9. Rio Rancho Public School District, New Mexico
Rejecting one New Mexico parent’s complaint that the highly-regarded graphic novel Palomar by Gilbert Hernandez was “child porn,” a district review committee voted to keep the book in a high school library. CBLDF led a coalition that included NCAC in defending the book after it was attacked in a lurid and biased news report from local TV affiliate KOAT, which continued its attack after the decision to keep the book was announced. The win was tempered by news that the parent was going to appeal the review committee’s decision to the school board, but school board meeting minutes reveal no further discussion of the challenge.
Although Palomar will technically be back in the RRHS library, the victory is qualified: A parental signature is now required for anyone under 18 who would like to check out the book. The requirement sets up an access barrier for the vast majority of students based on one parent’s complaint. The special treatment for one book — apparently an administrative decision rather than a recommendation of the review committee — also violates the spirit of Rio Rancho Public Schools’ Library Bill of Rights and its challenge policy which says book challenges are to be treated “objectively, unemotionally, and as a routine matter.” Further, a FOIA request revealed that the district initially ignored its challenge policy. Regardless, may free speech advocates treat the decision as a victory because the book can still be accessed.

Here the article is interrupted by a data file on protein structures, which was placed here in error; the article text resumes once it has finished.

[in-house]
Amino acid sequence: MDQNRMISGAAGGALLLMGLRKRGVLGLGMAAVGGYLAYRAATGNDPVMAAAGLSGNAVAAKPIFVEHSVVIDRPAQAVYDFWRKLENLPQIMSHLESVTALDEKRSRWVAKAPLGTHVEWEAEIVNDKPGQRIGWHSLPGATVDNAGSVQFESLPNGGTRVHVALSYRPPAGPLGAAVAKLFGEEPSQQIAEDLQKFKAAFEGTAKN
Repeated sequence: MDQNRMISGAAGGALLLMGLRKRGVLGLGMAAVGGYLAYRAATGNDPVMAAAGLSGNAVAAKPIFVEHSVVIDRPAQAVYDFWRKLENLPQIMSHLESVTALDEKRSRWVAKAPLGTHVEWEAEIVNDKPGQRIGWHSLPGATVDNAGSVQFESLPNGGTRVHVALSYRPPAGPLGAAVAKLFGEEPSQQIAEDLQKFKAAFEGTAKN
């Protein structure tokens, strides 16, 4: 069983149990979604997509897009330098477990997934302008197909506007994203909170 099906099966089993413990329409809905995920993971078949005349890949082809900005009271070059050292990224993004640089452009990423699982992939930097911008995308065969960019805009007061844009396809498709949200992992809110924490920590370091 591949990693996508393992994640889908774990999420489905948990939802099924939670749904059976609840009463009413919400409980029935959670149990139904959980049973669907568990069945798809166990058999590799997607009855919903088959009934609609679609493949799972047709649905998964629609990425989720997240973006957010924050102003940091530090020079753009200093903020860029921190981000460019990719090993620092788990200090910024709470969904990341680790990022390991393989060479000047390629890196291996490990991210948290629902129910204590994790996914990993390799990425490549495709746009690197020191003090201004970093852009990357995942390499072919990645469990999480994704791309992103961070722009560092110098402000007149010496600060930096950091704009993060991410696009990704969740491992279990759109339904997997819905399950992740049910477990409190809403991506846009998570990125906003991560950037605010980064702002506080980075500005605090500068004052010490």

10. Wallingford Public School District, Connecticut
Despite a recommendation otherwise from a review committee, Wallingford Public Schools Superintendent Dr. Salvatore Menzo removed Stephen Chbosky’s The Perks of Being a Wallflower from the freshman English curriculum, claiming the reading level was too low for students. CBLDF joined NCAC to defend the book, which was challenged by a member of the district’s school board. Another parent filed a counter-challenge, demanding that the book be restored. In late April, the book was reinstated by the second review committee.
11. – 13. Undisclosed Locations